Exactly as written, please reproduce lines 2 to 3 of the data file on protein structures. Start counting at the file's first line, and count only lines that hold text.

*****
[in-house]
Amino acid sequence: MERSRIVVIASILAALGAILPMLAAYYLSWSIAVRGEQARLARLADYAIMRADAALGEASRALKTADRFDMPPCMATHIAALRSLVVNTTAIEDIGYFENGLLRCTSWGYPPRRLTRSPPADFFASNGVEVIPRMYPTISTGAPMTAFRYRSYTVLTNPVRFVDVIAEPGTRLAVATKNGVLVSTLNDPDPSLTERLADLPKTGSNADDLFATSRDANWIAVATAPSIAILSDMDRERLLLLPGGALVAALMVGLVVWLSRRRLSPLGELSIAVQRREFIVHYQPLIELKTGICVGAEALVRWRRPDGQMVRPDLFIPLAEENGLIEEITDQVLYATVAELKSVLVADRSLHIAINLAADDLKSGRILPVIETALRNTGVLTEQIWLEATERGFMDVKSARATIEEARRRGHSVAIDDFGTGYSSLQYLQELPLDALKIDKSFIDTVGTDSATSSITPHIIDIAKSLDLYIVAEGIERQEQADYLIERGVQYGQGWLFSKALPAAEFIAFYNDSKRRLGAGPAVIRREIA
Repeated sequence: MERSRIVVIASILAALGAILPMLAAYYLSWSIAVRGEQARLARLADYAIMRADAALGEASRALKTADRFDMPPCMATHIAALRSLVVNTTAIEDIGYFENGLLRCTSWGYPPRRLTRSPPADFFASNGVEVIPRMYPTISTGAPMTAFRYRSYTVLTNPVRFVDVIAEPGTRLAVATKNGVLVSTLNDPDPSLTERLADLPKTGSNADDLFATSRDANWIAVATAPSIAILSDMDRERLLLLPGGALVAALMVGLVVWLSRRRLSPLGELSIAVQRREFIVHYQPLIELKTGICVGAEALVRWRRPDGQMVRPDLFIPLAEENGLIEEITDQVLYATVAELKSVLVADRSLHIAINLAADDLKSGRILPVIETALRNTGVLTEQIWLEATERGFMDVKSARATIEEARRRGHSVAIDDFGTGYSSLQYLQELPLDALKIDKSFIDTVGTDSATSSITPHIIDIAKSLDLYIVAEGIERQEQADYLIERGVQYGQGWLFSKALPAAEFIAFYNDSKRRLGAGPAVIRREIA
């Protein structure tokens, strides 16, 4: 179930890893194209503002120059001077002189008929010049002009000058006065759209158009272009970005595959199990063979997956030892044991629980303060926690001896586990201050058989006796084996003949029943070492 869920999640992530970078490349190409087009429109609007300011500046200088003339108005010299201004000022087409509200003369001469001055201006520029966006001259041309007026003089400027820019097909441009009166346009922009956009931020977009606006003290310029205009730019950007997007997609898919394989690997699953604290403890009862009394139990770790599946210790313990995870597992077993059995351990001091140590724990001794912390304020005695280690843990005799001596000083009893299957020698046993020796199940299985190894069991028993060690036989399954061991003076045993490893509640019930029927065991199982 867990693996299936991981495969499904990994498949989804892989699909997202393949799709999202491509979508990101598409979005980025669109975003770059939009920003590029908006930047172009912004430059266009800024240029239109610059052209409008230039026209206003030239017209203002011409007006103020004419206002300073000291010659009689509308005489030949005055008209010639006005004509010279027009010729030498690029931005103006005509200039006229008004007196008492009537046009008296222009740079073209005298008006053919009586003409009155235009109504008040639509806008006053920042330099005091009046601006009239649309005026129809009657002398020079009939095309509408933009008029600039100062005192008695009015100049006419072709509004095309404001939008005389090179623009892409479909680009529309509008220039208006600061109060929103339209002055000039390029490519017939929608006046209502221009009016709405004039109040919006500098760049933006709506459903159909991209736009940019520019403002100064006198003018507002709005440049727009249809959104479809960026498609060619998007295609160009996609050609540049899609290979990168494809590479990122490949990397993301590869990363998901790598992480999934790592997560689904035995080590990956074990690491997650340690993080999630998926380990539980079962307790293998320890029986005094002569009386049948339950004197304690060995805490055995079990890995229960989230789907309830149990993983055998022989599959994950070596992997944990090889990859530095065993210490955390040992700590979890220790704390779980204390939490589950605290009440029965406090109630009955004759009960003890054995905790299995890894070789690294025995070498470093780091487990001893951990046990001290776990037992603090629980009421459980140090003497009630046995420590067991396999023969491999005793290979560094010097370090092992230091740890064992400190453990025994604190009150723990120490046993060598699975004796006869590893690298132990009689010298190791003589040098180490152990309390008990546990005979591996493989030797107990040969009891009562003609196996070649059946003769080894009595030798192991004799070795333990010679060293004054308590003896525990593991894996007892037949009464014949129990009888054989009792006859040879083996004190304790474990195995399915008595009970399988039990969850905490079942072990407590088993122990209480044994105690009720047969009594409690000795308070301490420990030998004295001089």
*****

Amino acid sequence: MERSRIVVIASILAALGAILPMLAAYYLSWSIAVRGEQARLARLADYAIMRADAALGEASRALKTADRFDMPPCMATHIAALRSLVVNTTAIEDIGYFENGLLRCTSWGYPPRRLTRSPPADFFASNGVEVIPRMYPTISTGAPMTAFRYRSYTVLTNPVRFVDVIAEPGTRLAVATKNGVLVSTLNDPDPSLTERLADLPKTGSNADDLFATSRDANWIAVATAPSIAILSDMDRERLLLLPGGALVAALMVGLVVWLSRRRLSPLGELSIAVQRREFIVHYQPLIELKTGICVGAEALVRWRRPDGQMVRPDLFIPLAEENGLIEEITDQVLYATVAELKSVLVADRSLHIAINLAADDLKSGRILPVIETALRNTGVLTEQIWLEATERGFMDVKSARATIEEARRRGHSVAIDDFGTGYSSLQYLQELPLDALKIDKSFIDTVGTDSATSSITPHIIDIAKSLDLYIVAEGIERQEQADYLIERGVQYGQGWLFSKALPAAEFIAFYNDSKRRLGAGPAVIRREIA
Repeated sequence: MERSRIVVIASILAALGAILPMLAAYYLSWSIAVRGEQARLARLADYAIMRADAALGEASRALKTADRFDMPPCMATHIAALRSLVVNTTAIEDIGYFENGLLRCTSWGYPPRRLTRSPPADFFASNGVEVIPRMYPTISTGAPMTAFRYRSYTVLTNPVRFVDVIAEPGTRLAVATKNGVLVSTLNDPDPSLTERLADLPKTGSNADDLFATSRDANWIAVATAPSIAILSDMDRERLLLLPGGALVAALMVGLVVWLSRRRLSPLGELSIAVQRREFIVHYQPLIELKTGICVGAEALVRWRRPDGQMVRPDLFIPLAEENGLIEEITDQVLYATVAELKSVLVADRSLHIAINLAADDLKSGRILPVIETALRNTGVLTEQIWLEATERGFMDVKSARATIEEARRRGHSVAIDDFGTGYSSLQYLQELPLDALKIDKSFIDTVGTDSATSSITPHIIDIAKSLDLYIVAEGIERQEQADYLIERGVQYGQGWLFSKALPAAEFIAFYNDSKRRLGAGPAVIRREIA